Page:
Life as a Foreign-Trained Medical Graduate in Lagos. (Part 2)

DSC_0289Hey everyone, i’m sure you were waiting for part 2! Or not. Well, here you go!

(If you’ve not read part 1, you probably should read it here.)

We were divided into small groups for our ward rotations. Two weeks each in the four major departments (Obstetrics and Gynecology, Medicine, Surgery and Pediatrics). I was confused about that.. like two weeks only? Jesus take the wheel. They kept emphasizing that they are not teaching us all over again and that it was a review. A week after the postings started, we started lectures. The lectures were from 8-10/12. After lectures, we’d go to the wards to see what we can learn. It was a struggle and It got to a point I felt like should I even bother going to the ward? Lectures went well for the most part. Most of the lecturers are consultants… actually all of them that taught from the four major departments were consultants and they were so nice, welcoming and patient. That helped us relax. By week 4, I already made some new friends and that was exciting for me because I’m not so friendly and I’m trying to be better in that aspect. I honestly didn’t study so hard in the first month, partly because I was familiar with all they were teaching so I wasn’t nervous… yet! Then things started getting crazy and I was seeing new handouts and books every  other day. I got tired of buying them and was like ‘finish the ones you have first na!’

We were like 120 for the first two months and I was wondering is this it? Is this the lagos everyone is always talking about. I heard people wait for the Lagos batch so the numbers are always insane.. I’m talking 500 Doctors. By August the number doubled as graduates from Ukraine/Russia registered. Class got fuller, things got a bit more intense.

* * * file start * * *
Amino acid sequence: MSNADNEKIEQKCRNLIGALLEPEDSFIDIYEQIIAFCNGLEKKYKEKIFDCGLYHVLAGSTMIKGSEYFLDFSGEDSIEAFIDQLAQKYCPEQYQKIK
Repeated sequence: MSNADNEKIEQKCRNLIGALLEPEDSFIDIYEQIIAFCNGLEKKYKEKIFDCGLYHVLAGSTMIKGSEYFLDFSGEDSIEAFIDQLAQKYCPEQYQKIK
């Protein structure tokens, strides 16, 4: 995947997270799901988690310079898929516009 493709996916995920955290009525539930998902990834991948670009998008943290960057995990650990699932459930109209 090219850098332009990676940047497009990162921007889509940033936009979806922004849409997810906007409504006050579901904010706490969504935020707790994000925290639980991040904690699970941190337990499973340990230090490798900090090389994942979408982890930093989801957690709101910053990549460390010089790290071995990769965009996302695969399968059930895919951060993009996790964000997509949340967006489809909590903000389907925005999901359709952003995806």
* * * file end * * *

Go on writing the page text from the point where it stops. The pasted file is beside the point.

Oh sorry, I didn’t share my ward experience. First department I rotated in was Medicine (Neurology). I was not happy about it. I wanted Cardiology or Gastro or even Nephrology. I hated Neuro in Med school. It was solely memorisation for me back then. I was scared I was going to look so stupid and they’ll be like ‘ahn so this is what you people went abroad to learn’. I was with 5 other Doctors. First day wasn’t so bad as my sister already warned me not to take every critism seriously or else I’ll have a bad experience. She might have given a few high yield topics too. 😉 (perks of having a doctor sister). She also told me they love their definitions which was strange to me because I feel like as Doctors emphasis should be placed on how to save lives and not how to define Stroke because I’m not sure how the definitions will save that life if you don’t know what to do next.

First day, they asked a couple of questions. It wasn’t so bad. They asked for the definition of stroke and of course I gave it to them like a boss! It got annoying when every doctor we meet would ask for our names and where we studied or as they like to put it ‘trained’. The doctors went back to the basic stuff and I felt stupid sometimes but I didn’t let it bother me too much.

Part 3 coming up soon. Stay tuned.


6 thoughts on “Life as a Foreign-Trained Medical Graduate in Lagos. (Part 2)

  1. Yay I’m enjoying this!!! But 500 doctors though?! Wawu.
    We are kinda alike with the “not so friendly at first” part
    It’s so good you have a sister that is a doctor. Looking forward to the other posts 😁

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